Gladiators.

For a bit of light relief, Brian, Evan, Chris and I have been running a Gladiator campaign using the Two Hour Wargames set: Red Sand Blue Sky.

Each of us has generated a Gladiator and hope the fight him from the Fringes of the Empire through to the Colosseum in Rome and hopefully win his freedom. Once we have played through this we should have enough knowledge of the rules to run our own Ludos, this is the main objective (it probably came from watching the recent Spartacus TV series too much).

Evan and I have gone for a Retiarius fighter, Brian a Murmillo and Chris a Dimachaerus. For a list of types the wiki page is as good a start as any:

http://en.wikipedia.org/wiki/List_of_Roman_gladiator_types

Being a proper wargames campaign I made a map and have it on a pin board with flags to show each fighters progress.

Gladiator Campaign map 2

Also I’ve been keeping a campaign journal- once it has been completed I’ll post it here too (though you’ll have to wait to see just how bad out humour gets). Evan is currently in the lead with Flobodon (from parts unknown) though Brian with Romulus Roman has won more fights, Chris (Edmund from England) and I (Knut the German) are battling for not being last.

For figures I bought some of the rather nice Crusader Miniatures 2nd hand from LAF to which I added a couple of packs from the Foundry range.

IMG_6115 (2)

As you can see I’ve gone for a blue as my team colour when with get round to battling pitting our familia against each others.

As a game Red Sand Blue Sky is great fun, quick to set up and quick to play though a match. I made up a pair of boards from mounting card and sand with a quick dry brush of paint. By running 2 games at once the four of us can clear a months of game time in an easy, sociable and enjoyable evening.

IMG_6095

A Hoplomachus and a Dimachaerus (Chris) fight for the entertainment of the crowd.

A Hoplomachus and a Dimachaerus (Chris) fight for the entertainment of the crowd.

Advantage to Chris at this point I guess.

Advantage to Chris at this point I guess.

For the record (and I imagine it will only make sense to my British readers out there) my favourite was Panther, Jet was far too obvious.

Cheers,

Pete.

Advertisements

LCW- Painted figures.

I’ve finished the first batch of my 1/35 figures for Little Cold Wars.

IMG_6103

IMG_6102

IMG_6101

The West Germans are old Airfix and the Soviets are old ESCI. They were painted with acrylics then given a coat of PVA then two coats of gloss spray varnish. This should toughen them enough for gaming.

Next up will be the balance of the Soviets- though I’m undecided between Blue berets for the VDV or Black for the Naval Infantry.

Cheers,

Pete.

More WW1 tanks.

I’m still collecting 20mm WW1 tank kits with no real purpose in mind other than I like it, though I often consider some sort of Plan 1919, the ideas were there for the genesis of modern mechanized warfare but (fortunately) the war ended before they had to be implemented.

These two are from Early War Minitures: http://earlywarminiatures.com/

IMG_6062

We have a Mark V female which made its debut at the Battle of Hamel and a Mark IX supply/ personnel carrier tank, a few were finished by the time of the armistice but did not any service.

IMG_6060

IMG_6061

The last Mark IX can be found in the Bovington Tank Museum.

I did find this short video of a Mark IX being used for amphibious trials post- armistice.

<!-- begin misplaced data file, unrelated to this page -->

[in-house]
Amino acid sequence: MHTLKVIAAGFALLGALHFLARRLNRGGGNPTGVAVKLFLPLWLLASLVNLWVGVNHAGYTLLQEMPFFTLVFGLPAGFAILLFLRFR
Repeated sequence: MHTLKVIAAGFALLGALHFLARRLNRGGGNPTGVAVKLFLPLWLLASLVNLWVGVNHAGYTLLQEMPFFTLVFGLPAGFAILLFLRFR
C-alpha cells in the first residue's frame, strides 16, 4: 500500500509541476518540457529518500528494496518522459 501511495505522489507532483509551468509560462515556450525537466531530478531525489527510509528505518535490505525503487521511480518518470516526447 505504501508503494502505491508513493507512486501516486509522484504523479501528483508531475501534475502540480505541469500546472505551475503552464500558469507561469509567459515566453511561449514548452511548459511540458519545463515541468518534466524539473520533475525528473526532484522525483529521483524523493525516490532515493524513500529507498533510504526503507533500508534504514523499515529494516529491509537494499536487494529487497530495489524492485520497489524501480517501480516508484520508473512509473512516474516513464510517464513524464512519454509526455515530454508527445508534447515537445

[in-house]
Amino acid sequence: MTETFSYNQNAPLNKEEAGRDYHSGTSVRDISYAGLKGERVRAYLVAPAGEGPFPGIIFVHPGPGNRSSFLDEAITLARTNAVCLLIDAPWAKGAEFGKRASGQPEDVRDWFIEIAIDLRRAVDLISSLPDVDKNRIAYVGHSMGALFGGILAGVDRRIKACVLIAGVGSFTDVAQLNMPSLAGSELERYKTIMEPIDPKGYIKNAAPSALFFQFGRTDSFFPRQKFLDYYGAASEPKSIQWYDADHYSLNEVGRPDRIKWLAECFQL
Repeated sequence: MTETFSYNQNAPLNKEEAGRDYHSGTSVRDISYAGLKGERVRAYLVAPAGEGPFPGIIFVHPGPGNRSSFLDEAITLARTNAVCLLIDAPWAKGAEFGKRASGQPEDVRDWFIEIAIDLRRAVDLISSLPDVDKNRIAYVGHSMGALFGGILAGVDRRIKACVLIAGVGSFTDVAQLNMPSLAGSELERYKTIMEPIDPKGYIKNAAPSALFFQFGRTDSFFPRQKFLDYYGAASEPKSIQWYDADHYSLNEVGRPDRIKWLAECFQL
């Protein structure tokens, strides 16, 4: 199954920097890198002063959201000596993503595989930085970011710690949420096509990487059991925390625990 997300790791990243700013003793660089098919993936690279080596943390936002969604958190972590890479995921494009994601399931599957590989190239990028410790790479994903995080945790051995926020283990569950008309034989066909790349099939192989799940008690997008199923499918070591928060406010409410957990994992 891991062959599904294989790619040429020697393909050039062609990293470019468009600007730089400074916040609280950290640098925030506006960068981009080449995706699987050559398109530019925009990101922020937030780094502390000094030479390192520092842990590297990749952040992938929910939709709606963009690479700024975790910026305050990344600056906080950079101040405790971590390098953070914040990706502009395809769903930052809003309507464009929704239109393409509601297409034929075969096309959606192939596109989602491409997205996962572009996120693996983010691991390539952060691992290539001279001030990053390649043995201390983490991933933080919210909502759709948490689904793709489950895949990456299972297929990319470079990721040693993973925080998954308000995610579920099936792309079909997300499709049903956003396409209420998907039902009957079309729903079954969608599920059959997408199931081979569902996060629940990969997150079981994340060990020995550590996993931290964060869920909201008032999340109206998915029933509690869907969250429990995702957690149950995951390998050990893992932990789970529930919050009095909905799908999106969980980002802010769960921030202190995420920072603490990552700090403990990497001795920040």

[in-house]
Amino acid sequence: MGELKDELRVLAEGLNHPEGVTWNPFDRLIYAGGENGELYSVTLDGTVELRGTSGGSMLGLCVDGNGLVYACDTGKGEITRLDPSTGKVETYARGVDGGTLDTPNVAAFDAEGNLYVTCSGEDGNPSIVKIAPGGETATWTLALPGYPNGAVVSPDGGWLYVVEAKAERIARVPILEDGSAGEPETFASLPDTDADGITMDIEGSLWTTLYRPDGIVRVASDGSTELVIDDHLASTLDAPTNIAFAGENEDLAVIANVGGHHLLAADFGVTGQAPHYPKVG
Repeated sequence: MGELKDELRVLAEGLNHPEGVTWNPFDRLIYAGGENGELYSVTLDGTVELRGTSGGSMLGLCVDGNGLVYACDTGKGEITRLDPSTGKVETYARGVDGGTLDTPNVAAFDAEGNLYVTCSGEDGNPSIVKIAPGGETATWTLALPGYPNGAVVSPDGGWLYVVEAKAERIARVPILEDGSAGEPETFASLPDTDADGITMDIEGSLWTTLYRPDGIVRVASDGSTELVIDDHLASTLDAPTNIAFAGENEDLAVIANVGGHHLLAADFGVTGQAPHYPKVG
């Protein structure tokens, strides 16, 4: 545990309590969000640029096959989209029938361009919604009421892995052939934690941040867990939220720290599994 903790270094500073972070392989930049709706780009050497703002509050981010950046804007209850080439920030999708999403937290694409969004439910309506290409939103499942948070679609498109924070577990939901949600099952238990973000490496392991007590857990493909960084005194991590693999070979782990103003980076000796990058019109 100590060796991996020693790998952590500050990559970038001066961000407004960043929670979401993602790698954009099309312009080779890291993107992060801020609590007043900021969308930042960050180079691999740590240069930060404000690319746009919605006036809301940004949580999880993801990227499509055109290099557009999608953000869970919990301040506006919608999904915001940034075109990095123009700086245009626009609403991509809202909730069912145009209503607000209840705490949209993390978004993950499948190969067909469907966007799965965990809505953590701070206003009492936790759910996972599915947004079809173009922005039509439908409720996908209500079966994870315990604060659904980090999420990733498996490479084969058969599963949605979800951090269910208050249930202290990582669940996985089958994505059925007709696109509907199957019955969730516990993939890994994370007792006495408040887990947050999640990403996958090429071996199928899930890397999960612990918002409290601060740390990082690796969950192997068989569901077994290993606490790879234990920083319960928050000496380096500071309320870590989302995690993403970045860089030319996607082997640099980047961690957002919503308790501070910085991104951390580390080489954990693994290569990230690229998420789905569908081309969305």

Cheers,

Pete.

A Trip to Bullecourt Museum – Huddersfield.

On Sunday I took a trip with my Brother in Law and oldest Nephew to the little local military museum across the other side of town to me.

I’d heard it was a little “quirky” so I went with fairly low expectations but happily it was far better than I was expecting and had indeed been lead to believe.

Housed in an old Drill hall it covers the period from Waterloo to the present in a series of glass cabinets. There is quite a bit of local interest too; from talking with the owner/ proprietor it seems that they get left quite a few things from when relatives clear houses that belonged that older generation, that is sadly passing with increasing rapidity.

A general view of the hall.

A general view of the hall.

We went round the museum clockwise starting with the oldest display case.

IMG-20140824-00003

Apologies for the low level of photo quality – using a phone camera through glass isn’t the easiest of tasks.

IMG-20140824-00004

IMG-20140824-00008

IMG-20140824-00010

IMG-20140824-00009

IMG-20140824-00019

Moving in to WW” which makes up the majority of the collection:

A rather nice Bren LMG on a tripod.

A rather nice Bren LMG on a tripod.

IMG-20140824-00012

IMG-20140824-00013

IMG-20140824-00015

IMG-20140824-00017

This unusual canoe was another gift, puportedly it is from WW2, a one man design with a sail and floatation chambers that can be attached to the outside. If anyone has any extra information that they can give on this it would be more than welcome.

This unusual canoe was another gift, puportedly it is from WW2, a one man design with a sail and floatation chambers that can be attached to the outside. If anyone has any extra information that they can give on this it would be more than welcome.

The item that I was most keen to see was a map that I knew that they possessed; it is of Huddersfield, printed and annotated by the Germans to be used in the administration of the town in a post successful Operation Sealion environment. Chilling stuff really….

IMG-20140824-00006

IMG-20140824-00005

A quirky little place that appeals to my sense of aesthetics, not as flash as the Royal Armouries or IWM North but better for it. Well worth a hour or two of your time if you are in the area.

Extra info here: http://www.kirklees.gov.uk/community/localorgs/orgdetails.asp?OrgID=2717

Cheers,

Pete.

Converting a Land Rover (1/76)

My shed has been resembling a small scale back street garage recently (probably due to those Discovery Channel show I watch when insomnia strikes). I have chosen to make a tracked Land Rover.